14. To sum up, since the prosecutrix had specifically named appellant Sudesh and had stated that it was he who descended in her house and dragged her out, involvement of Sudesh in the house trespass, abduction, gang rape and intimidation along with use of criminal force to outrage the modesty of the prosecutrix has to be held as proved. To that extent, the finding recorded by the learned Additional Sessions Judge has to be upheld. Complicity of appellants Munna @ Chhotu and Pratik is not free from doubt and they would be entitled to benefit of doubt. Complicity of Prithviraj is not at all proved and therefore, he would be entitled to clean acquittal.
15. The learned counsel for the appellants submitted that Sudesh had already suffered three years imprisonment. He was just 22 years old at the time of incident and has settled down now. There are no criminal antecedents. During all these years Sudesh is not shown to have indulged himself in any improper activities. He, therefore, submitted that ends of justice would be secured if Sudesh is sentenced to suffer imprisonment which he had undergone. The learned APP submitted that merely because Sudesh has preferred appeal whereas Rajesh did not, Sudesh would not be entitled to lesser sentence than the one which Rajesh had suffered. He submitted that Sudesh had dragged the prosecutrix from her house and subjected her to humiliating gang rape. Therefore, there is absolutely no justification for reducing the substantive sentence. Ordinarily a person in position of Sudesh ought to be sentenced to the same term of imprisonment which the co-accused had already suffered. However, considering the fact that Sudesh was indeed twenty two years old when the incident took place, had suffered imprisonment for three years in respect of the incident which took place about ten years ago, it may not be inappropriate to reduce sentence to be imposed upon Sudesh, considering the fact that he has been living in the shadow of a prison sentence for all these ten years, which is punishment in itself.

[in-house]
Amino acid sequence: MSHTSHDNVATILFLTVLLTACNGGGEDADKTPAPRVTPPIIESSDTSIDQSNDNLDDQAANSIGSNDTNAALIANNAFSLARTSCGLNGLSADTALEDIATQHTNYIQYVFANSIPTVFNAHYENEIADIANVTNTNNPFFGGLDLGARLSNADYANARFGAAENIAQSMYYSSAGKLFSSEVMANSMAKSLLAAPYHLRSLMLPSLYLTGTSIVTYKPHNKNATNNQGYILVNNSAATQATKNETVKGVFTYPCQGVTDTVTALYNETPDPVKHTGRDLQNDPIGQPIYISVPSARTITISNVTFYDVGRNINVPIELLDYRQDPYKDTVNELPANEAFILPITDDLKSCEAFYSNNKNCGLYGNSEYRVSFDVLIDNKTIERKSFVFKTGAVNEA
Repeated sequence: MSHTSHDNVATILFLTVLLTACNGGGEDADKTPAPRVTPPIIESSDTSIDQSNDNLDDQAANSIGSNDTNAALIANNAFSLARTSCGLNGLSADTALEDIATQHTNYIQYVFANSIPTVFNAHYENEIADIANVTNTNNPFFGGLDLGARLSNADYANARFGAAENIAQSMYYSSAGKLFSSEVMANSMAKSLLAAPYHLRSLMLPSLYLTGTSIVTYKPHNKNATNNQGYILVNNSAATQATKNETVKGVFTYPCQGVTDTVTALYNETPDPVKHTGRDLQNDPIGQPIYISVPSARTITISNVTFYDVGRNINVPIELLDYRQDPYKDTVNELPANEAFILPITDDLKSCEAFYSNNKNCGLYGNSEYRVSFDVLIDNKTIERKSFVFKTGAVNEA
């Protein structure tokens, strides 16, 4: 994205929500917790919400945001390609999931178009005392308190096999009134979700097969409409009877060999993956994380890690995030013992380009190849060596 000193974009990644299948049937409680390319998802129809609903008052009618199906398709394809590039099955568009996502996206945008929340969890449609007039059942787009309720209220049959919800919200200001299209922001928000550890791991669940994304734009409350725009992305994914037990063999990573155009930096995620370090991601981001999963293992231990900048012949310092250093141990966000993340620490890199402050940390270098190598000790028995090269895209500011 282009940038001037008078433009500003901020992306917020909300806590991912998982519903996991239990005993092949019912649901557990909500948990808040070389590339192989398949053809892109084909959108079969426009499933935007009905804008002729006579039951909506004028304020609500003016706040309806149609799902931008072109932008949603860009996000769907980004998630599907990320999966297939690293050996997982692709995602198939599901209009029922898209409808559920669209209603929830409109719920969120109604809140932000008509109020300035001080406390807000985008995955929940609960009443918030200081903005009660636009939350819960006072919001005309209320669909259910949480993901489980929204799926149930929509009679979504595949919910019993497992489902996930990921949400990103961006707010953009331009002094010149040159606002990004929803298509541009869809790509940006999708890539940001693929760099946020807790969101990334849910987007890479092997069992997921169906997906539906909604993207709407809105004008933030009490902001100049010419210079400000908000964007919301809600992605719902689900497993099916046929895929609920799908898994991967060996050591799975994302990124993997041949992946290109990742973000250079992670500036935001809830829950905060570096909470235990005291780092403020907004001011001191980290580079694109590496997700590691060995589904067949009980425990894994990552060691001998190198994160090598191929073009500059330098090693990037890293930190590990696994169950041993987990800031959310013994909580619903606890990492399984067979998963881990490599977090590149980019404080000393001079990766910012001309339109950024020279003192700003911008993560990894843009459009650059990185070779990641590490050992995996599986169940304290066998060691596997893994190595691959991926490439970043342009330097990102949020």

The convictions and sentences of appellants Prithviraj S/o. Ramdas Ramteke and Munna Chhotu S/o. Kalu for offences punishable under Sections 376(2)(g), 366, 456, 506 Part II and 354 read with Section 34 of the Penal Code are set aside. They are acquitted of the aforesaid offences.
Criminal Appeal No.70 of 1998 is partly allowed.
The convictions and sentences of appellant No.1 Pratik S/o. Manikrao Fulzele for offences punishable under Sections 376(2)(g), 366, 456, 506 Part II and 354 read with Section 34 of the Penal Code are set aside. He is acquitted of the aforesaid offences.
The convictions of appellant Sudesh @ Sudhir Damodhar Gajbhiye for offences punishable under Sections 376(2)(g), 366, 456, 354 and 506 Part II read with Section 34 of the Penal Code are maintained. However, his sentences for offence punishable under Sections 376(2)(g) and 366 of the Penal Code are reduced from RI for nine years and seven years respectively to RI for five years with a fine of rupees five thousand on each of the two counts; and in default of payment of fine, further RI for three months on each count. Sentences imposed by trial court for offences punishable under Sections 456, 354 and 506 Part-II of the Penal Code are maintained.
Appellant Sudesh @ Sudhir Damodhar Gajbhiye would be entitled to have the period of detention in custody during the trial and sentence suffered by him after conviction set-off against the sentences imposed upon on him now.
Appellant Sudesh Gajbhiye shall surrender to his bail within a period of four weeks from today; failing which, the learned Sessions Judge shall take steps to have the sentence executed.